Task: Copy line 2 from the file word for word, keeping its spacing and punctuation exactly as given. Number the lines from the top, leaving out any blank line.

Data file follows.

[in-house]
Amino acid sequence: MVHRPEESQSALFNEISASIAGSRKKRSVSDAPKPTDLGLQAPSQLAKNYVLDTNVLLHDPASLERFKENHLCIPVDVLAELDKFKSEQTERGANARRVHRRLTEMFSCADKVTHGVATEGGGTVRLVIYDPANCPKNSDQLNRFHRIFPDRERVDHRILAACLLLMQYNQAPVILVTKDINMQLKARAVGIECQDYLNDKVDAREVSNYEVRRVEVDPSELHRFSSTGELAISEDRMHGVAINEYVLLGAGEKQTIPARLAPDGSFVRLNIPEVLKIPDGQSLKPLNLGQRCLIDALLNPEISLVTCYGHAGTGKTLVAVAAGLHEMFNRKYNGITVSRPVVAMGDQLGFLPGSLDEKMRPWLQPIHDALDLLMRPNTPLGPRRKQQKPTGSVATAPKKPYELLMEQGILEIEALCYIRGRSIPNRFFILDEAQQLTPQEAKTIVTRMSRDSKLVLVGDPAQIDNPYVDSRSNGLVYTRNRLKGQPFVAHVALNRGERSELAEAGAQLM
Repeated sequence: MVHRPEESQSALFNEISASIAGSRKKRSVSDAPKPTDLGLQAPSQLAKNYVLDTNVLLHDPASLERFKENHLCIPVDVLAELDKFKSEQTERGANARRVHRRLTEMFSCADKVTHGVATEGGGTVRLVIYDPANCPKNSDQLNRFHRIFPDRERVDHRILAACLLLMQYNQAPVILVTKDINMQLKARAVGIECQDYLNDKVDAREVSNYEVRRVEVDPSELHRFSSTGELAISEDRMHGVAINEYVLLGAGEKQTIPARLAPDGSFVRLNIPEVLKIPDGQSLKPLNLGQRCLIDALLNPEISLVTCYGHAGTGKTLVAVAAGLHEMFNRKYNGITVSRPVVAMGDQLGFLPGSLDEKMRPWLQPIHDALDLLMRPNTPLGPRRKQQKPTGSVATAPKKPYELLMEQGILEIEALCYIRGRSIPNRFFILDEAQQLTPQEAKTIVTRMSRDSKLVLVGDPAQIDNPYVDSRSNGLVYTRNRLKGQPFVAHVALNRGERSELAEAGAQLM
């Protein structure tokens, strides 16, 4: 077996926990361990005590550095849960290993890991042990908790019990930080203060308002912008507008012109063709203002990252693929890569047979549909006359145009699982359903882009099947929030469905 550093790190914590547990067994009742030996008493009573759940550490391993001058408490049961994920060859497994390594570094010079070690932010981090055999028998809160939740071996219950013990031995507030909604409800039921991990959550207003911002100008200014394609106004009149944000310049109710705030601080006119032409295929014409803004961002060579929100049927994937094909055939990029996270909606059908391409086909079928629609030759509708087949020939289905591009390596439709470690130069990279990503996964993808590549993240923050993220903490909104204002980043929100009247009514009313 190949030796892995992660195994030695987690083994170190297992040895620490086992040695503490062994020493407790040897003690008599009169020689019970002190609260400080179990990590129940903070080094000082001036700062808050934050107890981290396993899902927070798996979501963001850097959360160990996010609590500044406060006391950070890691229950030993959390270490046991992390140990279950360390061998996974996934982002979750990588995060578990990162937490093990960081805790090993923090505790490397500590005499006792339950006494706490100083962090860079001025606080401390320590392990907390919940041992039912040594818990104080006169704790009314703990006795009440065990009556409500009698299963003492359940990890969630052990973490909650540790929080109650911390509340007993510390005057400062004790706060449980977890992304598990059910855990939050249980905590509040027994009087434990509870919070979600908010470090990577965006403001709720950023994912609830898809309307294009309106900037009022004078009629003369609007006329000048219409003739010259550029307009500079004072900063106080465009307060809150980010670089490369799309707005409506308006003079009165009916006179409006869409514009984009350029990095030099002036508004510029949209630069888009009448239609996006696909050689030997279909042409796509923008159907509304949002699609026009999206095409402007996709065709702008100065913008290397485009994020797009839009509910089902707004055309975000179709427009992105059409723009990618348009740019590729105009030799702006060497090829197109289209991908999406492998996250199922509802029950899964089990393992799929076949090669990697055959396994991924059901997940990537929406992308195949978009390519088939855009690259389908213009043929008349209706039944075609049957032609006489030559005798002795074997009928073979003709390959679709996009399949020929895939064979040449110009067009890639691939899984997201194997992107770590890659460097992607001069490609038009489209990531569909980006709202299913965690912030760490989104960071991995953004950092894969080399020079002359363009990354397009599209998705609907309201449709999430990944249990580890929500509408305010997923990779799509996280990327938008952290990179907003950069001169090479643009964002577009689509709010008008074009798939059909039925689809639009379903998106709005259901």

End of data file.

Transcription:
Amino acid sequence: MVHRPEESQSALFNEISASIAGSRKKRSVSDAPKPTDLGLQAPSQLAKNYVLDTNVLLHDPASLERFKENHLCIPVDVLAELDKFKSEQTERGANARRVHRRLTEMFSCADKVTHGVATEGGGTVRLVIYDPANCPKNSDQLNRFHRIFPDRERVDHRILAACLLLMQYNQAPVILVTKDINMQLKARAVGIECQDYLNDKVDAREVSNYEVRRVEVDPSELHRFSSTGELAISEDRMHGVAINEYVLLGAGEKQTIPARLAPDGSFVRLNIPEVLKIPDGQSLKPLNLGQRCLIDALLNPEISLVTCYGHAGTGKTLVAVAAGLHEMFNRKYNGITVSRPVVAMGDQLGFLPGSLDEKMRPWLQPIHDALDLLMRPNTPLGPRRKQQKPTGSVATAPKKPYELLMEQGILEIEALCYIRGRSIPNRFFILDEAQQLTPQEAKTIVTRMSRDSKLVLVGDPAQIDNPYVDSRSNGLVYTRNRLKGQPFVAHVALNRGERSELAEAGAQLM